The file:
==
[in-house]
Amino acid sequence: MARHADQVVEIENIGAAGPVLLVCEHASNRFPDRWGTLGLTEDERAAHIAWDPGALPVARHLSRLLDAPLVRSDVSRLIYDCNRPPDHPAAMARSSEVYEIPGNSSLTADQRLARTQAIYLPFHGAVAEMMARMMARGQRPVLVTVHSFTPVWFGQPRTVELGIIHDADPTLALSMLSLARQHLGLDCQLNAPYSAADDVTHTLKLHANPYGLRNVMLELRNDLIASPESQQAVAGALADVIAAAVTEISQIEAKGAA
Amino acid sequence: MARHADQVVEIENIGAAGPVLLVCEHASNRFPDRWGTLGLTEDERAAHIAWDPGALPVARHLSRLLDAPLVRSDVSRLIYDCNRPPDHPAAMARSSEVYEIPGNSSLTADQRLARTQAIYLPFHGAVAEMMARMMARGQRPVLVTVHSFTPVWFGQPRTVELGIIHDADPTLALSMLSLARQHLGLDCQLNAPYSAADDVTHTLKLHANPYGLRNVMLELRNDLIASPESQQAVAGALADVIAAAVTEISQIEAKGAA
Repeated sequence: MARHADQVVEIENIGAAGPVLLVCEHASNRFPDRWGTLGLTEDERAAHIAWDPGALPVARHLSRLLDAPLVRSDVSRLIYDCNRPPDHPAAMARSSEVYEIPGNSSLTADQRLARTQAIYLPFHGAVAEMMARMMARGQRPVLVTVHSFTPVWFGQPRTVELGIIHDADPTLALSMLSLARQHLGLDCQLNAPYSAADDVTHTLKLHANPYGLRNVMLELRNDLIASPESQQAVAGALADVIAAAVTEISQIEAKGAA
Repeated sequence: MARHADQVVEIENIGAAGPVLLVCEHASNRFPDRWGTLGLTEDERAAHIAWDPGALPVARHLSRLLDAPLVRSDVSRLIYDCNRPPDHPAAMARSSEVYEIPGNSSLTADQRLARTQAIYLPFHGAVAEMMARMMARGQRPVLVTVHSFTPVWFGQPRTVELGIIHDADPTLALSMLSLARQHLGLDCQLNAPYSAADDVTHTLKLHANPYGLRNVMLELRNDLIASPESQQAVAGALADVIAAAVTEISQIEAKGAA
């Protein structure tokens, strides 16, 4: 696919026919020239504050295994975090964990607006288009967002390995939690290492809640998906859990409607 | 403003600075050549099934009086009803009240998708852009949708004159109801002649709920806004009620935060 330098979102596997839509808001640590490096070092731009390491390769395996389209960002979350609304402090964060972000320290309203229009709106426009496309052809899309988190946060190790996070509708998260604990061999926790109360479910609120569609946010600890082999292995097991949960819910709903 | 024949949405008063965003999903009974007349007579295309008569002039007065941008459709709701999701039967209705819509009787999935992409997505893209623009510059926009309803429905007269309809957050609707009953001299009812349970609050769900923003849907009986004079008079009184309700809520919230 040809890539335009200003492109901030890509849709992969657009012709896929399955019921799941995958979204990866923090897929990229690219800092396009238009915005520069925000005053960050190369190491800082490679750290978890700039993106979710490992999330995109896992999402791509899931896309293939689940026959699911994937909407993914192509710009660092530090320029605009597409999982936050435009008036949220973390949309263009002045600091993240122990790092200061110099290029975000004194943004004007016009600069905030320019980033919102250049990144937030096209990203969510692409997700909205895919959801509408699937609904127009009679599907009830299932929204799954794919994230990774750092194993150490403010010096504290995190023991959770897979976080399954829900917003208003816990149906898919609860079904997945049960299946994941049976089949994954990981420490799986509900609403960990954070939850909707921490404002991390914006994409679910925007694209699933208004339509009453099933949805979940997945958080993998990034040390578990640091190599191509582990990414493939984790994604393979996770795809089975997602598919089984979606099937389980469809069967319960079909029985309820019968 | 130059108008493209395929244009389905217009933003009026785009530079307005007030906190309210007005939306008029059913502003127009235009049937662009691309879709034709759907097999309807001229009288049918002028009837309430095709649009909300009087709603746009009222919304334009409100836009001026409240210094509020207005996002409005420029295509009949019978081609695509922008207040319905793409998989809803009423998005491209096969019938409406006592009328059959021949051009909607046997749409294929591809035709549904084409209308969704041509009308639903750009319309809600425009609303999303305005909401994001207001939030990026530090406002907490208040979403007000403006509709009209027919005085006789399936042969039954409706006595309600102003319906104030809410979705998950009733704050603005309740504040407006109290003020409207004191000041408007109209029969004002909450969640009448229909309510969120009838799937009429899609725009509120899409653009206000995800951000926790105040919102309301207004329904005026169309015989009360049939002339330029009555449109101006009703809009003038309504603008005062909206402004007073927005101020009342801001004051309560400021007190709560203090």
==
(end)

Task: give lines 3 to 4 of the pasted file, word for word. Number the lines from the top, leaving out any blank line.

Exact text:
Amino acid sequence: MARHADQVVEIENIGAAGPVLLVCEHASNRFPDRWGTLGLTEDERAAHIAWDPGALPVARHLSRLLDAPLVRSDVSRLIYDCNRPPDHPAAMARSSEVYEIPGNSSLTADQRLARTQAIYLPFHGAVAEMMARMMARGQRPVLVTVHSFTPVWFGQPRTVELGIIHDADPTLALSMLSLARQHLGLDCQLNAPYSAADDVTHTLKLHANPYGLRNVMLELRNDLIASPESQQAVAGALADVIAAAVTEISQIEAKGAA
Repeated sequence: MARHADQVVEIENIGAAGPVLLVCEHASNRFPDRWGTLGLTEDERAAHIAWDPGALPVARHLSRLLDAPLVRSDVSRLIYDCNRPPDHPAAMARSSEVYEIPGNSSLTADQRLARTQAIYLPFHGAVAEMMARMMARGQRPVLVTVHSFTPVWFGQPRTVELGIIHDADPTLALSMLSLARQHLGLDCQLNAPYSAADDVTHTLKLHANPYGLRNVMLELRNDLIASPESQQAVAGALADVIAAAVTEISQIEAKGAA